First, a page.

This study analyzed component data from herds participating in the Mideast Federal Milk Marketing Order from 2000 through 2002, and its implications for herd profitability. A monthly simulation model was developed to evaluate the economic returns for a representative Holstein and Jersey herd in Pennsylvania under multiple component pricing. Component levels were highly seasonal and variable from farm to farm. A third of the herds during the course of a year realized a 1- to 3-mo temporary reduction in milk fat or protein greater than one standard deviation. Consistently producing milk fat and protein one standard deviation below the mean reduced the Class III value by $0.82/cwt (100 pounds), or 7.09%. The simulation model indicated that a herd of 100 Holstein cows generated $31,221 more income over feed costs (IOFC) a year than a herd of 100 Jersey cows. Although Jersey milk had greater gross value than Holstein milk due to higher component levels, total volume of milk and components produced by Holsteins offset this difference. Simulation results confirm that increasing milk fat and protein percentages by one standard deviation increased IOFC 7.7% for Holsteins and 9.2% for Jerseys relative to the baseline IOFC, with similar losses for component reductions. Increasing milk yield by one standard deviation increased IOFC by 19.6% for Holsteins and 23.9% for Jerseys relative to the baseline IOFC, again with similar losses for reductions in milk production. In all of the scenarios analyzed, the most important factor affecting IOFC was total amount of milk fat and protein produced, not the component percentage levels.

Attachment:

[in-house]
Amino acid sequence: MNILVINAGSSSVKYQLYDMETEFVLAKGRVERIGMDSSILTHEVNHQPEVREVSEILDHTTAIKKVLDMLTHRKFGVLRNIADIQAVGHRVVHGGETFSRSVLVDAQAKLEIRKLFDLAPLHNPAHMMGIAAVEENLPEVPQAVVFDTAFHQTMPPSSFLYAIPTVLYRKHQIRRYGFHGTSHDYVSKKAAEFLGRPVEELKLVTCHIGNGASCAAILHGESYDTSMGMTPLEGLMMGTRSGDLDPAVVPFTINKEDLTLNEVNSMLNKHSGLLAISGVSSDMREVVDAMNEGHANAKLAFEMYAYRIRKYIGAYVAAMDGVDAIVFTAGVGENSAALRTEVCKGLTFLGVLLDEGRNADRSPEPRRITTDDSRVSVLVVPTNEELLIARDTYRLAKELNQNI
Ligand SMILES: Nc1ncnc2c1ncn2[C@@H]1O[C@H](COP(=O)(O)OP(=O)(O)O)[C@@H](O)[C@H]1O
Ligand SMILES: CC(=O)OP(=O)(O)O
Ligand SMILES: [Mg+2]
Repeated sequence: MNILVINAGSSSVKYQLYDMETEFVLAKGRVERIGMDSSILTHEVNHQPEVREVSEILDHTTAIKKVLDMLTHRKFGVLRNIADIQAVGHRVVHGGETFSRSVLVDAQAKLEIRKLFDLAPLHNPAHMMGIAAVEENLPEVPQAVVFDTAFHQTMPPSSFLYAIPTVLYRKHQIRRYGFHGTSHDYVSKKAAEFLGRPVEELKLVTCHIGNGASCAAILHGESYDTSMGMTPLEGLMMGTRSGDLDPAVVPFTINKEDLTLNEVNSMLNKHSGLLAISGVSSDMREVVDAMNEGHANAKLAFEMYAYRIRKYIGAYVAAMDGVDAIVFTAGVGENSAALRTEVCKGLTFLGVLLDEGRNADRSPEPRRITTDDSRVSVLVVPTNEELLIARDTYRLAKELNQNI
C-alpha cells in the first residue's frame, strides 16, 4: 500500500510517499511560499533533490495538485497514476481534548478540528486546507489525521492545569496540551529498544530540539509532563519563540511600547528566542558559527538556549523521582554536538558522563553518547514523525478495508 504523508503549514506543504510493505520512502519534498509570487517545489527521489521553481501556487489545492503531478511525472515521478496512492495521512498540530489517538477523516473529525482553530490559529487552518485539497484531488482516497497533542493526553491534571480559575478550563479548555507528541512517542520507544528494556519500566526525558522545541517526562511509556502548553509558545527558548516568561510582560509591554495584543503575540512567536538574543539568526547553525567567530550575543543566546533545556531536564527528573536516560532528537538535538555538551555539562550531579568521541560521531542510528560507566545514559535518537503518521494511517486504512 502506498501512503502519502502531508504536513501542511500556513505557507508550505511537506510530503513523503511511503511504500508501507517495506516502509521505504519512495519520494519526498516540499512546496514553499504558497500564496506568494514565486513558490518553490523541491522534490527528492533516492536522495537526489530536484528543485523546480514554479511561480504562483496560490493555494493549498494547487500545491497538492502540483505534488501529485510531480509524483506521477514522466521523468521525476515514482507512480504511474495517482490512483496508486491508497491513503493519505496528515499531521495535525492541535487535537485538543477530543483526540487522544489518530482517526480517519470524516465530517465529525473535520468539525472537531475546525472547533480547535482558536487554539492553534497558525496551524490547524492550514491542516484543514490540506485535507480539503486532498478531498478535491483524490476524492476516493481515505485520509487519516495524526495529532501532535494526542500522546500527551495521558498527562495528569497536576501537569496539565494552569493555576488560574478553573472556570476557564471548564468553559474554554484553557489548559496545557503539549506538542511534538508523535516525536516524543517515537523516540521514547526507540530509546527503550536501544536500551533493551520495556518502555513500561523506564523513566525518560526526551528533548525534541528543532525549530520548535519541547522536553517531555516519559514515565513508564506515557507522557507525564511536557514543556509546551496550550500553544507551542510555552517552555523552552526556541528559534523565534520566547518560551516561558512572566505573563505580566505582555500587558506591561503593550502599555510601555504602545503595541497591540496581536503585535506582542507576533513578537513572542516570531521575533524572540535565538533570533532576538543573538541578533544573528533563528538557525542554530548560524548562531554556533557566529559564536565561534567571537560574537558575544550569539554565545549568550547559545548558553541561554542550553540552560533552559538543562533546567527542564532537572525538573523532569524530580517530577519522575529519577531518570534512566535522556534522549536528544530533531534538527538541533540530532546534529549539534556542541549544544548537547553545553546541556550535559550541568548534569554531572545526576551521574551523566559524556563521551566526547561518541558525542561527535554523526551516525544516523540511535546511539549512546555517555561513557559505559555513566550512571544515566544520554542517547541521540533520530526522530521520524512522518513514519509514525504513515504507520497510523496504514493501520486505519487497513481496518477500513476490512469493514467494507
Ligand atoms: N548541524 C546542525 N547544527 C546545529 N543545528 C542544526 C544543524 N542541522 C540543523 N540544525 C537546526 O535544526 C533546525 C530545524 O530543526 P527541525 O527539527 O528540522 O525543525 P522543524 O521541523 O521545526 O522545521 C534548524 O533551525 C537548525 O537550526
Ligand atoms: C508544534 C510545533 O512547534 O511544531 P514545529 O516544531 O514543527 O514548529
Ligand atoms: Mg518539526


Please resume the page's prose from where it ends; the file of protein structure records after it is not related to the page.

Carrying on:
All Science Journal Classification (ASJC) codes
- Food Science
- Animal Science and Zoology